The Night Market

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St. John's College. It was lit by a cycling colour wheel. I happened to catch it at it's bloodiest.

Yesterday saw Oxford light up, as their annual Night Light festival ushered in the Christmas season. The town was heaving as the colleges and museums opened their doors to the curious, and markets filled the labyrinthine corridors around Oxford Castle and filled St Giles’ wide boulevard.

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The Market At St. Giles'.

It was great fun to wander about and catch unexpected moments and photo opportunities. Mummers wandered through the throng. A drum troupe set up on the Monument and shook the air. Belly dancers gyrated in the halls of the Ashmolean, the sinuous music a fitting soundtrack to the new Egyptian galleries. TLC and I sat in the great hall at the Bodleian Library, and felt 2 IQ points smarter just by osmosis from all the learning that had soaked into the narrow benches we sat upon.

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The entrance to the quad at the Bodleian Library.

I had been there earlier in the day, looking at an exhibition of some of the Library’s greatest treasures. I stood wonderingly in front of an original page of Mary Shelley’s manuscript for Frankenstein, complete with corrections and additions from Percy Bysshe. An edition of the Koran from the 15th century glowed in gold-leafed perfection, and I could see where Craig Thompson’s obsession with Arabic calligraphy came from. An illuminated Gutenberg Bible, one of less than 20 left in the world, came close to giving me the chills. The fact that these documents still exist is amazing enough. That they are such beautiful artifacts in their own right is nothing short of a miracle.

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The Market At Oxford Castle

At its best, Oxford is a magical place, filled with history and wonder, with new delights down every narrow alleyway. Yesterday it shone, lit up like a beacon of civilisation and knowledge in the darkness.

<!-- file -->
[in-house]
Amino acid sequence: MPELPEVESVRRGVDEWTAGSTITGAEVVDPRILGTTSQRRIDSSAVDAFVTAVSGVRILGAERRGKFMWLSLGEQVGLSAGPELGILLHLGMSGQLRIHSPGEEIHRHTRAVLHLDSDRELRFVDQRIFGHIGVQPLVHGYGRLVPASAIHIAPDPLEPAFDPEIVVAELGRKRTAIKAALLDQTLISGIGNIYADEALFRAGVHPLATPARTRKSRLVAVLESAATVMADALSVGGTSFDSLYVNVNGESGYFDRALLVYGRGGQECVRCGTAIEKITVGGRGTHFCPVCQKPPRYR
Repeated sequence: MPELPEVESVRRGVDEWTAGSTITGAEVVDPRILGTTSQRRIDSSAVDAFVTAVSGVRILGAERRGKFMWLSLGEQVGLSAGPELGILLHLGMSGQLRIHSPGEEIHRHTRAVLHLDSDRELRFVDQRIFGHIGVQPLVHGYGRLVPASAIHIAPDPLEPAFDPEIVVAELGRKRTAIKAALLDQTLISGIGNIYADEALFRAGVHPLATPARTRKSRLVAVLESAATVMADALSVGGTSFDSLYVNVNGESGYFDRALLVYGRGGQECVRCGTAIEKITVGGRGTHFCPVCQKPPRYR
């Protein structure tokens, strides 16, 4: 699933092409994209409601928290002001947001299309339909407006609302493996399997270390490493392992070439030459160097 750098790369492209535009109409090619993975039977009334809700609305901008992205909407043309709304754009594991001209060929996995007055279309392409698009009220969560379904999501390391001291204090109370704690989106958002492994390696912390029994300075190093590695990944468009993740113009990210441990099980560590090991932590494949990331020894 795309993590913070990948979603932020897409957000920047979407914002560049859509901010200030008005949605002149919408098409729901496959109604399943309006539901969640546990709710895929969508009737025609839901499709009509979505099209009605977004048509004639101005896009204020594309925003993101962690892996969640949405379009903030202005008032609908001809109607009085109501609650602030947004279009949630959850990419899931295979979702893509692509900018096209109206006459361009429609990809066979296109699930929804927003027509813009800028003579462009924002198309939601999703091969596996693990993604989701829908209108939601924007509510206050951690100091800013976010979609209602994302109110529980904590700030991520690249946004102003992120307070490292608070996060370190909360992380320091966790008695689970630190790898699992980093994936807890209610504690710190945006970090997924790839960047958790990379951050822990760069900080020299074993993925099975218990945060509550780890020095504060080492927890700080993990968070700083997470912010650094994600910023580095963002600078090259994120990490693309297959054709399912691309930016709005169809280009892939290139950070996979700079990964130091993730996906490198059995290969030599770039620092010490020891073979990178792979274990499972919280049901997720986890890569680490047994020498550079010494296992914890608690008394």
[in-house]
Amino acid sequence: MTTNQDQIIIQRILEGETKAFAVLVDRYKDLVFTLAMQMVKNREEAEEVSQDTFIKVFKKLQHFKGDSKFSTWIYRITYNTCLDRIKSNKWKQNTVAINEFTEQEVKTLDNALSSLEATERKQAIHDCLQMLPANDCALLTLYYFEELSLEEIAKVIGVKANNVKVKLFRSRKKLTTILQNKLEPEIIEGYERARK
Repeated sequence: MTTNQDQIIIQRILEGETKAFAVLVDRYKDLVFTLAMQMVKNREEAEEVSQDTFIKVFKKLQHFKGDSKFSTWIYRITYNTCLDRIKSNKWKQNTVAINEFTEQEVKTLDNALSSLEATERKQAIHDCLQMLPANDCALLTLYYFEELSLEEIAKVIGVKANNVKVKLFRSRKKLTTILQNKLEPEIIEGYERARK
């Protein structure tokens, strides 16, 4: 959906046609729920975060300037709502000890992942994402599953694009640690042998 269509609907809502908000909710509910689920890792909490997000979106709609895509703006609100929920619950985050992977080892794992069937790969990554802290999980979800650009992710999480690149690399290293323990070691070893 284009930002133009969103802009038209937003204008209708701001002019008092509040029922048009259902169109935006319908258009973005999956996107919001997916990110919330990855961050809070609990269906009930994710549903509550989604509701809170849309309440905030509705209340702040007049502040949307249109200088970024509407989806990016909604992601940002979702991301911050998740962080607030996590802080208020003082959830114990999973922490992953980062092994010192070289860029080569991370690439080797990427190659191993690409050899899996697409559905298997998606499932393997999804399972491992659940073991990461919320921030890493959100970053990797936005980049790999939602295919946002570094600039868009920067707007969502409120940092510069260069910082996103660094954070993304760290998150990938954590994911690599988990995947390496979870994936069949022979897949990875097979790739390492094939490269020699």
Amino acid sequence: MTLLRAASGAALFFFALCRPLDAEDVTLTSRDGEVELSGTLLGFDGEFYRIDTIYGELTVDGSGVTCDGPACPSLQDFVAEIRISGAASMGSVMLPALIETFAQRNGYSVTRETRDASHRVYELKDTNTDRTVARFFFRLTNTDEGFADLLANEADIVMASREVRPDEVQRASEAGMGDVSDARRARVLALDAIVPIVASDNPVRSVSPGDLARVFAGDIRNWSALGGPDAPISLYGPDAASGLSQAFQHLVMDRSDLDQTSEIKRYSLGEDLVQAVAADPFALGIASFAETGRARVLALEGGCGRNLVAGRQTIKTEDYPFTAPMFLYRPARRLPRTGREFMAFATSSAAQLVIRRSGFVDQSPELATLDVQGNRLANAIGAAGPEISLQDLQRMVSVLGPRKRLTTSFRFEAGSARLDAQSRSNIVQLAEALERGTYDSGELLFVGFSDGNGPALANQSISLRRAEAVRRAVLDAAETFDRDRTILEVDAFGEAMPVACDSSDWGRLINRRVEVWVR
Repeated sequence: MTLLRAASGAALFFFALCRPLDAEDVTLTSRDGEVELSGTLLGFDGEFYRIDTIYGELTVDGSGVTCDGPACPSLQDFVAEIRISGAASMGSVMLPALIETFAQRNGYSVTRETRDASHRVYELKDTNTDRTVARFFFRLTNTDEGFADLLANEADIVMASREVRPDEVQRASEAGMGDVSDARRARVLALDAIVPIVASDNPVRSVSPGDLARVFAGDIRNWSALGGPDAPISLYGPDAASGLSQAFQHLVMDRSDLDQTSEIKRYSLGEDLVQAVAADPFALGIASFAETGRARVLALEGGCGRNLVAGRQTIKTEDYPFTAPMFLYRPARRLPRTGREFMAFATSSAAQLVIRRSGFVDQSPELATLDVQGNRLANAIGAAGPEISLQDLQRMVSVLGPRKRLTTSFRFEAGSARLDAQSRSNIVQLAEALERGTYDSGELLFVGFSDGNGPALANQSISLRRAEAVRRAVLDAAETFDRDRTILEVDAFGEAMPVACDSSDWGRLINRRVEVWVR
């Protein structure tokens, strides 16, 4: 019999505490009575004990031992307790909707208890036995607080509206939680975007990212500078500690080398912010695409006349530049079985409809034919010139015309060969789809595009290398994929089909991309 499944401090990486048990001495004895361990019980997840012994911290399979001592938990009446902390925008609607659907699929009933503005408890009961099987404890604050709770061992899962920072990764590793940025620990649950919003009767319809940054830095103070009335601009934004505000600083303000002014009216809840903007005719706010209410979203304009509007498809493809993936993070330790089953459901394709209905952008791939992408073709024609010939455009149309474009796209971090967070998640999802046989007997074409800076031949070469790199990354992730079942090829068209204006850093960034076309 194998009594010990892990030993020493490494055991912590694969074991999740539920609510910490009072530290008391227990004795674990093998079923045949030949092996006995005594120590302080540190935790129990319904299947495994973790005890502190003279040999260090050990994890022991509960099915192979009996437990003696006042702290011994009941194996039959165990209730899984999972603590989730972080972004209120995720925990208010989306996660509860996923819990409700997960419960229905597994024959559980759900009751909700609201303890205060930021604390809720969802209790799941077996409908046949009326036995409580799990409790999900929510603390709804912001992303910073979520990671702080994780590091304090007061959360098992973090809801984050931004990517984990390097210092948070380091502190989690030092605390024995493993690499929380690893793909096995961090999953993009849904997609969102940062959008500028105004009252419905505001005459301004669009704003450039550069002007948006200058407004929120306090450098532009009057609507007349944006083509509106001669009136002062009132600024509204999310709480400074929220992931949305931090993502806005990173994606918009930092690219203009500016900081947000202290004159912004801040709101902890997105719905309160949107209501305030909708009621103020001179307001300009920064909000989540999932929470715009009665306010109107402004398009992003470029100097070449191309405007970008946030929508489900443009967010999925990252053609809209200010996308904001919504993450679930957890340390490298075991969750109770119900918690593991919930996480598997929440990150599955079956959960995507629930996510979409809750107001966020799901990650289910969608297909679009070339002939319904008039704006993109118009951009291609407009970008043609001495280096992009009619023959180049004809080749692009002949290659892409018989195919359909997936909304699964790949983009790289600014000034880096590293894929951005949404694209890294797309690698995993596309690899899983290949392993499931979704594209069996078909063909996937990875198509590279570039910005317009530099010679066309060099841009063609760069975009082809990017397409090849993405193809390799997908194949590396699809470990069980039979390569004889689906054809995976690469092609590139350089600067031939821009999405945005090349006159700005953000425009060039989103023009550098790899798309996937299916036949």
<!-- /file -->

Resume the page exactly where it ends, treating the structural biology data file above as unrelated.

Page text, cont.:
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Oxford Castle

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Atwomic Pizzas

I’m still trying to get my head around the geography and zoning of Oxford’s fair city. I prefer it to London if I have a spare day off and nothing better to do. But, as someone with heavy links to the Smoke, I can’t help but find parallels between different areas. For example, I think of Jericho as the Islington of Oxford. It’s full of chichi bars and restaurants, a nice little art-house cinema and a general relaxed upscale vibe.

The Cowley Road, on the other hand, is closer to Camden–lively, multicultural, funky and fun. Here’s where you’ll find all the cheap, good-value curry houses, the O2 Academy, and most importantly for greedy old me, the two Atomic restaurants.

Atomic Burger has been a source of simple pleasure for a while. The pop-culture theming is so deliciously over the top that it moves from tack to an art statement. The signature burgers are named after icons from Elvis to Chuck Norris, and they’re remarkably good, generous and flavoursome.

No ice cream for me, thanks.

Now a partner restaurant, Atomic Pizza, has opened a ten minute hike down the way (like Camden High St, you forget just how long the Cowley Road can get, especially when you’re weak with hunger) and it’s a blast. Bigger and brighter than the burger shack on the way back to St. Clement’s, the pizzas are again themed, although you can also build your own. I’m especially intrigued by the burger pizza that they offer. The food is as bold and brash as the setting–eating next to Han Solo in his ROTJ block of carbonite was an experience, I can tell you.